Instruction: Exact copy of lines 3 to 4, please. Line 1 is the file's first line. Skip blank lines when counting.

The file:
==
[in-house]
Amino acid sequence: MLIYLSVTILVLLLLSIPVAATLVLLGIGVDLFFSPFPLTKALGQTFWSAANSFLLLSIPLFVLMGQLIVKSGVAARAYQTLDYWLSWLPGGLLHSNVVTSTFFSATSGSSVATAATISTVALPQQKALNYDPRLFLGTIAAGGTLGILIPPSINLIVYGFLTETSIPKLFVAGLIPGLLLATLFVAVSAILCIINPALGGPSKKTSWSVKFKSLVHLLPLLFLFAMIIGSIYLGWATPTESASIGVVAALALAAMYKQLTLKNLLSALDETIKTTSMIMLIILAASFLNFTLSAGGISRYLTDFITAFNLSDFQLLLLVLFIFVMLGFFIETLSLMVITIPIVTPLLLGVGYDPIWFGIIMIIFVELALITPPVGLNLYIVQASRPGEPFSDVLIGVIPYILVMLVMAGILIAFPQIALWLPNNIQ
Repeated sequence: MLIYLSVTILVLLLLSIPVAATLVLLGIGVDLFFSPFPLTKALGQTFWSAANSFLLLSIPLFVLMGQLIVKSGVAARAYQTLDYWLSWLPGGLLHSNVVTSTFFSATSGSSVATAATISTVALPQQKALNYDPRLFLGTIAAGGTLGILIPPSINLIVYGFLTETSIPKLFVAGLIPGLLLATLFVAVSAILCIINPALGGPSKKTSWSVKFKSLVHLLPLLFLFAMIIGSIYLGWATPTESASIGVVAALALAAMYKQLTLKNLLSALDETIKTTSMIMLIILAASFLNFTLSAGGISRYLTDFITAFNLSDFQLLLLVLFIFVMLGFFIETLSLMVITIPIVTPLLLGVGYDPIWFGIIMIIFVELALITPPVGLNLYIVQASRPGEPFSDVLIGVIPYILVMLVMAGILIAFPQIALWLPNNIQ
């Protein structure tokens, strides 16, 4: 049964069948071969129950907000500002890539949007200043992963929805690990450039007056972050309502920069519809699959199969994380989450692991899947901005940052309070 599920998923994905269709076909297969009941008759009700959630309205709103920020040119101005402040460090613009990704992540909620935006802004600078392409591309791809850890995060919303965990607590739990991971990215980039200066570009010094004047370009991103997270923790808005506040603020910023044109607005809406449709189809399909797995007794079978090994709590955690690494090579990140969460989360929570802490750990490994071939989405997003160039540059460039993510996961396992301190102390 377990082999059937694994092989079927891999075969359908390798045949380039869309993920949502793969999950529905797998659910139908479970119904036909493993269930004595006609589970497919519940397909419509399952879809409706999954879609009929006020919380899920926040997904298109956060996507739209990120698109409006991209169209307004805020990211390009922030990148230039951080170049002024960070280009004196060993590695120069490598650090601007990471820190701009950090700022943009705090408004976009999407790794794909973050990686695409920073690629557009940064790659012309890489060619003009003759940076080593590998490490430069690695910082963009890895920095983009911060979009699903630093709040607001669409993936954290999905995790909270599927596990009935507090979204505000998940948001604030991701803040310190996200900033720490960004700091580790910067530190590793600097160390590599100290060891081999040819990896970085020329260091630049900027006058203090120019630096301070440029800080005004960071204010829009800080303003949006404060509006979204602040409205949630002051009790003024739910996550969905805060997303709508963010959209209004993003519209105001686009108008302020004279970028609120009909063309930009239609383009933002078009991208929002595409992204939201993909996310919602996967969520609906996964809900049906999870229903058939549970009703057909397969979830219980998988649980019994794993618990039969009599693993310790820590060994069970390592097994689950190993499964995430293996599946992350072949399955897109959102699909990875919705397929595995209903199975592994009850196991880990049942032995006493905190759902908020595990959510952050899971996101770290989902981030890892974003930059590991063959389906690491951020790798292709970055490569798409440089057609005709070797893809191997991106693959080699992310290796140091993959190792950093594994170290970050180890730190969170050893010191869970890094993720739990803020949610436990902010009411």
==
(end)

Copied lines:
Repeated sequence: MLIYLSVTILVLLLLSIPVAATLVLLGIGVDLFFSPFPLTKALGQTFWSAANSFLLLSIPLFVLMGQLIVKSGVAARAYQTLDYWLSWLPGGLLHSNVVTSTFFSATSGSSVATAATISTVALPQQKALNYDPRLFLGTIAAGGTLGILIPPSINLIVYGFLTETSIPKLFVAGLIPGLLLATLFVAVSAILCIINPALGGPSKKTSWSVKFKSLVHLLPLLFLFAMIIGSIYLGWATPTESASIGVVAALALAAMYKQLTLKNLLSALDETIKTTSMIMLIILAASFLNFTLSAGGISRYLTDFITAFNLSDFQLLLLVLFIFVMLGFFIETLSLMVITIPIVTPLLLGVGYDPIWFGIIMIIFVELALITPPVGLNLYIVQASRPGEPFSDVLIGVIPYILVMLVMAGILIAFPQIALWLPNNIQ
């Protein structure tokens, strides 16, 4: 049964069948071969129950907000500002890539949007200043992963929805690990450039007056972050309502920069519809699959199969994380989450692991899947901005940052309070 599920998923994905269709076909297969009941008759009700959630309205709103920020040119101005402040460090613009990704992540909620935006802004600078392409591309791809850890995060919303965990607590739990991971990215980039200066570009010094004047370009991103997270923790808005506040603020910023044109607005809406449709189809399909797995007794079978090994709590955690690494090579990140969460989360929570802490750990490994071939989405997003160039540059460039993510996961396992301190102390 377990082999059937694994092989079927891999075969359908390798045949380039869309993920949502793969999950529905797998659910139908479970119904036909493993269930004595006609589970497919519940397909419509399952879809409706999954879609009929006020919380899920926040997904298109956060996507739209990120698109409006991209169209307004805020990211390009922030990148230039951080170049002024960070280009004196060993590695120069490598650090601007990471820190701009950090700022943009705090408004976009999407790794794909973050990686695409920073690629557009940064790659012309890489060619003009003759940076080593590998490490430069690695910082963009890895920095983009911060979009699903630093709040607001669409993936954290999905995790909270599927596990009935507090979204505000998940948001604030991701803040310190996200900033720490960004700091580790910067530190590793600097160390590599100290060891081999040819990896970085020329260091630049900027006058203090120019630096301070440029800080005004960071204010829009800080303003949006404060509006979204602040409205949630002051009790003024739910996550969905805060997303709508963010959209209004993003519209105001686009108008302020004279970028609120009909063309930009239609383009933002078009991208929002595409992204939201993909996310919602996967969520609906996964809900049906999870229903058939549970009703057909397969979830219980998988649980019994794993618990039969009599693993310790820590060994069970390592097994689950190993499964995430293996599946992350072949399955897109959102699909990875919705397929595995209903199975592994009850196991880990049942032995006493905190759902908020595990959510952050899971996101770290989902981030890892974003930059590991063959389906690491951020790798292709970055490569798409440089057609005709070797893809191997991106693959080699992310290796140091993959190792950093594994170290970050180890730190969170050893010191869970890094993720739990803020949610436990902010009411």